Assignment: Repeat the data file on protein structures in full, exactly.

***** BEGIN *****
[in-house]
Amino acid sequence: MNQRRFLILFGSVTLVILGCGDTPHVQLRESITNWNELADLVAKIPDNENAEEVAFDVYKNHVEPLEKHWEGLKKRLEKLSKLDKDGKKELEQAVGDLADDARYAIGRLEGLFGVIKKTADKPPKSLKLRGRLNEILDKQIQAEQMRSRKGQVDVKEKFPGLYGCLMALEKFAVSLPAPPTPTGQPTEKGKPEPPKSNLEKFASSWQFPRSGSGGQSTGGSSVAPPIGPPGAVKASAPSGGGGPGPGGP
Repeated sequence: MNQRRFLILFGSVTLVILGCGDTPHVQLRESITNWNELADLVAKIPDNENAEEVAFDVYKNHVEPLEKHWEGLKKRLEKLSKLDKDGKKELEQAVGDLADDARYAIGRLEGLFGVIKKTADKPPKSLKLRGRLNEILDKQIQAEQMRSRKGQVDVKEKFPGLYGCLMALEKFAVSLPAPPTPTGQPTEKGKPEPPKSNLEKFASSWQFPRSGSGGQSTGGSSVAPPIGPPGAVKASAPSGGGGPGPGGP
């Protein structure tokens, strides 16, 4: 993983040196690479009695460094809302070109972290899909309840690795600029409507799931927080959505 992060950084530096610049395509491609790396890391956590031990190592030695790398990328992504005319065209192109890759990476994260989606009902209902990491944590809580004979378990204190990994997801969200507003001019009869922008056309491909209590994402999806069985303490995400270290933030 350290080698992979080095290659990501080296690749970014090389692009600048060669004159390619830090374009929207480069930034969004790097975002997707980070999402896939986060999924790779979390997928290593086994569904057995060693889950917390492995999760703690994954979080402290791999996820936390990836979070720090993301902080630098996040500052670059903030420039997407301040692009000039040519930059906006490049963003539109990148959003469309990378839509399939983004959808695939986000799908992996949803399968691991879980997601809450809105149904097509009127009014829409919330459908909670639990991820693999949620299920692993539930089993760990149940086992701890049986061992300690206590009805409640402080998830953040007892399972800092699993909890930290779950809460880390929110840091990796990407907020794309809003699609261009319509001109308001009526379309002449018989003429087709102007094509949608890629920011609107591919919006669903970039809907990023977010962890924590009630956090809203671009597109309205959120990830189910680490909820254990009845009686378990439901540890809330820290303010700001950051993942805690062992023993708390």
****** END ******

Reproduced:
[in-house]
Amino acid sequence: MNQRRFLILFGSVTLVILGCGDTPHVQLRESITNWNELADLVAKIPDNENAEEVAFDVYKNHVEPLEKHWEGLKKRLEKLSKLDKDGKKELEQAVGDLADDARYAIGRLEGLFGVIKKTADKPPKSLKLRGRLNEILDKQIQAEQMRSRKGQVDVKEKFPGLYGCLMALEKFAVSLPAPPTPTGQPTEKGKPEPPKSNLEKFASSWQFPRSGSGGQSTGGSSVAPPIGPPGAVKASAPSGGGGPGPGGP
Repeated sequence: MNQRRFLILFGSVTLVILGCGDTPHVQLRESITNWNELADLVAKIPDNENAEEVAFDVYKNHVEPLEKHWEGLKKRLEKLSKLDKDGKKELEQAVGDLADDARYAIGRLEGLFGVIKKTADKPPKSLKLRGRLNEILDKQIQAEQMRSRKGQVDVKEKFPGLYGCLMALEKFAVSLPAPPTPTGQPTEKGKPEPPKSNLEKFASSWQFPRSGSGGQSTGGSSVAPPIGPPGAVKASAPSGGGGPGPGGP
């Protein structure tokens, strides 16, 4: 993983040196690479009695460094809302070109972290899909309840690795600029409507799931927080959505 992060950084530096610049395509491609790396890391956590031990190592030695790398990328992504005319065209192109890759990476994260989606009902209902990491944590809580004979378990204190990994997801969200507003001019009869922008056309491909209590994402999806069985303490995400270290933030 350290080698992979080095290659990501080296690749970014090389692009600048060669004159390619830090374009929207480069930034969004790097975002997707980070999402896939986060999924790779979390997928290593086994569904057995060693889950917390492995999760703690994954979080402290791999996820936390990836979070720090993301902080630098996040500052670059903030420039997407301040692009000039040519930059906006490049963003539109990148959003469309990378839509399939983004959808695939986000799908992996949803399968691991879980997601809450809105149904097509009127009014829409919330459908909670639990991820693999949620299920692993539930089993760990149940086992701890049986061992300690206590009805409640402080998830953040007892399972800092699993909890930290779950809460880390929110840091990796990407907020794309809003699609261009319509001109308001009526379309002449018989003429087709102007094509949608890629920011609107591919919006669903970039809907990023977010962890924590009630956090809203671009597109309205959120990830189910680490909820254990009845009686378990439901540890809330820290303010700001950051993942805690062992023993708390």